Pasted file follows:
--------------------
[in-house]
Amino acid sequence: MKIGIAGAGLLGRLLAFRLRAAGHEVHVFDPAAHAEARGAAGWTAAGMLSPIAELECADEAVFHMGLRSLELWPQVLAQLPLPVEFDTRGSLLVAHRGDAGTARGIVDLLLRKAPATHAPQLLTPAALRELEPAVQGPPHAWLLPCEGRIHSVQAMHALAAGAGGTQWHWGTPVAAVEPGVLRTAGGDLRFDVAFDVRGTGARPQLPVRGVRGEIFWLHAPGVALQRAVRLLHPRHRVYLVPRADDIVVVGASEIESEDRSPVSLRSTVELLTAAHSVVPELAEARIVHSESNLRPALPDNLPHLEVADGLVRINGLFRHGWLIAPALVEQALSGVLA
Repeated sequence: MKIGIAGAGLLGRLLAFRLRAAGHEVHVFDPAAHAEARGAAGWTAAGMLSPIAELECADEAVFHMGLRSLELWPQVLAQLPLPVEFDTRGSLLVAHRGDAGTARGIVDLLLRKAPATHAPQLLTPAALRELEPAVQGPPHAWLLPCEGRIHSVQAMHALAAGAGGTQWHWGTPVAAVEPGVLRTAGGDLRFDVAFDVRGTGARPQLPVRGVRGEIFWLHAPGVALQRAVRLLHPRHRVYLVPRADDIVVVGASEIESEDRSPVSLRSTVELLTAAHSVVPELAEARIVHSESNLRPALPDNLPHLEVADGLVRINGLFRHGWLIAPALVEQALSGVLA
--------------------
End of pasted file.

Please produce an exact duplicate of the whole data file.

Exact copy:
[in-house]
Amino acid sequence: MKIGIAGAGLLGRLLAFRLRAAGHEVHVFDPAAHAEARGAAGWTAAGMLSPIAELECADEAVFHMGLRSLELWPQVLAQLPLPVEFDTRGSLLVAHRGDAGTARGIVDLLLRKAPATHAPQLLTPAALRELEPAVQGPPHAWLLPCEGRIHSVQAMHALAAGAGGTQWHWGTPVAAVEPGVLRTAGGDLRFDVAFDVRGTGARPQLPVRGVRGEIFWLHAPGVALQRAVRLLHPRHRVYLVPRADDIVVVGASEIESEDRSPVSLRSTVELLTAAHSVVPELAEARIVHSESNLRPALPDNLPHLEVADGLVRINGLFRHGWLIAPALVEQALSGVLA
Repeated sequence: MKIGIAGAGLLGRLLAFRLRAAGHEVHVFDPAAHAEARGAAGWTAAGMLSPIAELECADEAVFHMGLRSLELWPQVLAQLPLPVEFDTRGSLLVAHRGDAGTARGIVDLLLRKAPATHAPQLLTPAALRELEPAVQGPPHAWLLPCEGRIHSVQAMHALAAGAGGTQWHWGTPVAAVEPGVLRTAGGDLRFDVAFDVRGTGARPQLPVRGVRGEIFWLHAPGVALQRAVRLLHPRHRVYLVPRADDIVVVGASEIESEDRSPVSLRSTVELLTAAHSVVPELAEARIVHSESNLRPALPDNLPHLEVADGLVRINGLFRHGWLIAPALVEQALSGVLA